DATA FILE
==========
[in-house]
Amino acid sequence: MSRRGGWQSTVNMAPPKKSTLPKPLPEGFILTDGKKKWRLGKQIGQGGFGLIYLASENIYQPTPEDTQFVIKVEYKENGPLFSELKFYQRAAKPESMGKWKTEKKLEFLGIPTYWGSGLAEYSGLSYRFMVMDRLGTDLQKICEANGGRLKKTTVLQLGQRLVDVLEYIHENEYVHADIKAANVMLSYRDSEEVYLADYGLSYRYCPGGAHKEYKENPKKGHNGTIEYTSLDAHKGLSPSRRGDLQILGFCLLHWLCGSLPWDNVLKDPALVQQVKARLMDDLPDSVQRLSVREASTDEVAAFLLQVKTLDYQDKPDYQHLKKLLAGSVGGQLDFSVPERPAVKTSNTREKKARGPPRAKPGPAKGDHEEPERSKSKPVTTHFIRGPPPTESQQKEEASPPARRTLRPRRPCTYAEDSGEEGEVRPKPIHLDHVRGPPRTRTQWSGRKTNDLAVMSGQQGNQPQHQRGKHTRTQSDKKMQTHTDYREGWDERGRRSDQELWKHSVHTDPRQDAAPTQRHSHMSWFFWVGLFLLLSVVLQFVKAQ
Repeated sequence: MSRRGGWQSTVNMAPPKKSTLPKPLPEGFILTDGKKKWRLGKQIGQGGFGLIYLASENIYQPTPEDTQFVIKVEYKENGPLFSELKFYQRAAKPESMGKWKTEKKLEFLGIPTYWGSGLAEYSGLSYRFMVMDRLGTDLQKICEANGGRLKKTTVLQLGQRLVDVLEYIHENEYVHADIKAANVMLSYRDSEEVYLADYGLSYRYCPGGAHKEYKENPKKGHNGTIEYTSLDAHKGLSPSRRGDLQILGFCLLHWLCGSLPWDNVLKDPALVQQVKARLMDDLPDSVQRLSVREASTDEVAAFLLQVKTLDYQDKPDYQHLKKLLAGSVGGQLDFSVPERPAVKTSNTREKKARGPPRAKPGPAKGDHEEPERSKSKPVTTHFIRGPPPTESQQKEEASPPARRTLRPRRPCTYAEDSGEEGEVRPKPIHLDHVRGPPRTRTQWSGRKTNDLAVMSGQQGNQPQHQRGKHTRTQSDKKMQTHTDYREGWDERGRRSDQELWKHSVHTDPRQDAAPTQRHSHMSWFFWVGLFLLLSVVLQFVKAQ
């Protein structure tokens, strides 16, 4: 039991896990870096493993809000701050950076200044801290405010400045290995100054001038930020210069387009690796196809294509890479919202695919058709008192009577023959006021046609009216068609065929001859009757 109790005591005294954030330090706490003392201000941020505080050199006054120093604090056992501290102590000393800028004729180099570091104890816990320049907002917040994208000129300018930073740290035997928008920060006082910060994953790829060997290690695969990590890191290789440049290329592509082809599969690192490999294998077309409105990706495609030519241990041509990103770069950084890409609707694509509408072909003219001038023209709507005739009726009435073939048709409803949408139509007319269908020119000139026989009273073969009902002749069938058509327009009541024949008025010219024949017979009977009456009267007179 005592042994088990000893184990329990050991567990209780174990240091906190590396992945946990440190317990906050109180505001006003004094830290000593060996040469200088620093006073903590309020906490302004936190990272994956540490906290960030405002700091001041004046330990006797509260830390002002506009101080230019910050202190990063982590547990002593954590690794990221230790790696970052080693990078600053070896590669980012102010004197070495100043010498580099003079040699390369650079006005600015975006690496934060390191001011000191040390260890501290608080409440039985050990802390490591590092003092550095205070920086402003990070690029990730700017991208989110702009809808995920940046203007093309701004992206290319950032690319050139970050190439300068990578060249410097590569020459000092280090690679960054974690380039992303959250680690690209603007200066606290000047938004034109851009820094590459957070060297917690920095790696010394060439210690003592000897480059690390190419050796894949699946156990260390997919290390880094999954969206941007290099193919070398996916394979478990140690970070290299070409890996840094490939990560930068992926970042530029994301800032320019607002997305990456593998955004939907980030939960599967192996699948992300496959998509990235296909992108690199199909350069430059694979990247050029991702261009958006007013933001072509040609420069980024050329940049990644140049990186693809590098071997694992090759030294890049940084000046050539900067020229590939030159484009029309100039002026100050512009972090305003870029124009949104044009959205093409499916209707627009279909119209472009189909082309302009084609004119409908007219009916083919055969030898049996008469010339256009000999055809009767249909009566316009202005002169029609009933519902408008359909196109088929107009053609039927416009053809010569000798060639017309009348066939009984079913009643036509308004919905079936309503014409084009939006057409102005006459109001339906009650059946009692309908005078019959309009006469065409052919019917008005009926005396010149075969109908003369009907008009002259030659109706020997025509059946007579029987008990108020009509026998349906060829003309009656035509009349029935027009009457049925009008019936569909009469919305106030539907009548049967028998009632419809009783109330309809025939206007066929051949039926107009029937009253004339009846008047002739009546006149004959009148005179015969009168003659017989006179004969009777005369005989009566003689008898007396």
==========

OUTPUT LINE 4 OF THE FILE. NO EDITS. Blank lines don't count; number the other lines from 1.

């Protein structure tokens, strides 16, 4: 039991896990870096493993809000701050950076200044801290405010400045290995100054001038930020210069387009690796196809294509890479919202695919058709008192009577023959006021046609009216068609065929001859009757 109790005591005294954030330090706490003392201000941020505080050199006054120093604090056992501290102590000393800028004729180099570091104890816990320049907002917040994208000129300018930073740290035997928008920060006082910060994953790829060997290690695969990590890191290789440049290329592509082809599969690192490999294998077309409105990706495609030519241990041509990103770069950084890409609707694509509408072909003219001038023209709507005739009726009435073939048709409803949408139509007319269908020119000139026989009273073969009902002749069938058509327009009541024949008025010219024949017979009977009456009267007179 005592042994088990000893184990329990050991567990209780174990240091906190590396992945946990440190317990906050109180505001006003004094830290000593060996040469200088620093006073903590309020906490302004936190990272994956540490906290960030405002700091001041004046330990006797509260830390002002506009101080230019910050202190990063982590547990002593954590690794990221230790790696970052080693990078600053070896590669980012102010004197070495100043010498580099003079040699390369650079006005600015975006690496934060390191001011000191040390260890501290608080409440039985050990802390490591590092003092550095205070920086402003990070690029990730700017991208989110702009809808995920940046203007093309701004992206290319950032690319050139970050190439300068990578060249410097590569020459000092280090690679960054974690380039992303959250680690690209603007200066606290000047938004034109851009820094590459957070060297917690920095790696010394060439210690003592000897480059690390190419050796894949699946156990260390997919290390880094999954969206941007290099193919070398996916394979478990140690970070290299070409890996840094490939990560930068992926970042530029994301800032320019607002997305990456593998955004939907980030939960599967192996699948992300496959998509990235296909992108690199199909350069430059694979990247050029991702261009958006007013933001072509040609420069980024050329940049990644140049990186693809590098071997694992090759030294890049940084000046050539900067020229590939030159484009029309100039002026100050512009972090305003870029124009949104044009959205093409499916209707627009279909119209472009189909082309302009084609004119409908007219009916083919055969030898049996008469010339256009000999055809009767249909009566316009202005002169029609009933519902408008359909196109088929107009053609039927416009053809010569000798060639017309009348066939009984079913009643036509308004919905079936309503014409084009939006057409102005006459109001339906009650059946009692309908005078019959309009006469065409052919019917008005009926005396010149075969109908003369009907008009002259030659109706020997025509059946007579029987008990108020009509026998349906060829003309009656035509009349029935027009009457049925009008019936569909009469919305106030539907009548049967028998009632419809009783109330309809025939206007066929051949039926107009029937009253004339009846008047002739009546006149004959009148005179015969009168003659017989006179004969009777005369005989009566003689008898007396």